‘Land Grab Universities’: New database chronicles how the U.S. flipped Indigenous lands for fledgling universities

Aerial view of the Northrup Mall on the U. of M. Campus. Photo by Ben Franske, posted on Wikimedia.

The University of Minnesota is one of the country’s original land-grant institutions and proud of it, its website says. Yet where did the land for the land grant come from?

Colorado-based High Country News has created a detailed on-line database that tracks how “the United States funded land-grant universities with expropriated Indigenous land.”

The University of Minnesota and other land grant universities got early financial support through the Morrill Act of 1862. The Act gave states federal public lands to sell to raise money for universities — lands acquired mostly through treaties and through violence or the threat of violence. According to the law, the money was for the “endowment, support, and maintenance of at least one college where the leading object shall be … to teach such branches of learning as are related to agriculture and the mechanic arts.”

There are 106 land grant universities in the country, including Iowa State University, the University of Wisconsin-Madison, North Dakota State University, and South Dakota State University.

The Morrill Act passed the same year as the Dakota-U.S. War. It passed just 11 years after the treaties of Mendota and Traverse des Sioux, treaties in which the Dakota people ceded, under duress, most of their lands in what is now Minnesota to the U.S. government.

Go to the “Universities” tab on Land Grab Universities website and select “Minnesota” from the drop-down menu. Here’s what it says.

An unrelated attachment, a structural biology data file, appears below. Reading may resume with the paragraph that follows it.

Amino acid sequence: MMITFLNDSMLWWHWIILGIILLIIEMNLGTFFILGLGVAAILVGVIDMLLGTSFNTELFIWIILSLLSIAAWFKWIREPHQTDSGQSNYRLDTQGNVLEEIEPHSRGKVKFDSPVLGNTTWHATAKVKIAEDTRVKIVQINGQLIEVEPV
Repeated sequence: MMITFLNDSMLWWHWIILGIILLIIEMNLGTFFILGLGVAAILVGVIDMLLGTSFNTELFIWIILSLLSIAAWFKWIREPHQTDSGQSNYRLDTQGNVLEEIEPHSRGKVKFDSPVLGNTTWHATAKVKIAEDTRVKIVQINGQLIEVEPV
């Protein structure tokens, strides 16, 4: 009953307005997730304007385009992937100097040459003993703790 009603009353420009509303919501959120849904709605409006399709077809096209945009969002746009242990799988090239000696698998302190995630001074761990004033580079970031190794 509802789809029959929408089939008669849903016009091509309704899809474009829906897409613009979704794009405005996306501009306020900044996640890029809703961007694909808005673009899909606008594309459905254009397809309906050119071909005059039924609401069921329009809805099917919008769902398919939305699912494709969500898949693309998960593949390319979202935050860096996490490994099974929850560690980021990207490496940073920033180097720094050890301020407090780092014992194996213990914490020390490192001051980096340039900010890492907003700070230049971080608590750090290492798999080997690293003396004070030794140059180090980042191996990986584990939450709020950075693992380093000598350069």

In 1868, the University of Minnesota received 100 percent of Minnesota’s land grant. In modern terms, you would say the government flipped the land. Minnesota sold 94,631 acres under the Morrill Act. The federal government had paid Indigenous people $2,309 for those parcels. The state sold the land for $579,430, or more than 250 times what the federal government paid for it.

The Land Grab University website has a separate page tracking each of the hundreds of individual parcels sold in Minnesota to support the University of Minnesota. The database includes the county, the acreage sold, what the United State paid for the land, and how much it got when it sold the land. For instance, one 656-acre parcel in Faribault County sold for $4,016. For that same parcel, the federal government had paid the Dakota people $15.51.

The University of Minnesota had a 2018 enrollment of 50,734 students, the website said. Only 160 were American Indian or Alaska Natives.

The University of Minnesota did not respond to High Country News’ request for a comment on this data, the website said.

There is more to the story. Congress passed a second Morrill Act in 1890, aimed at the former Confederate states.

This act required each state to show that race was not an admissions criterion, or else to designate a separate land-grant institution for persons of color. Among the seventy colleges and universities which eventually evolved from the Morrill Acts are several of today’s historically Black colleges and universities.

In 1994, Congress passed a land-grant colleges act to support the tribal colleges and universities that began starting up in 1968.

While important repairs, they don’t undo the harm of the original land theft.

For more, also see The Circle Newspaper story: New database on Morrill Act & theft of Native land.

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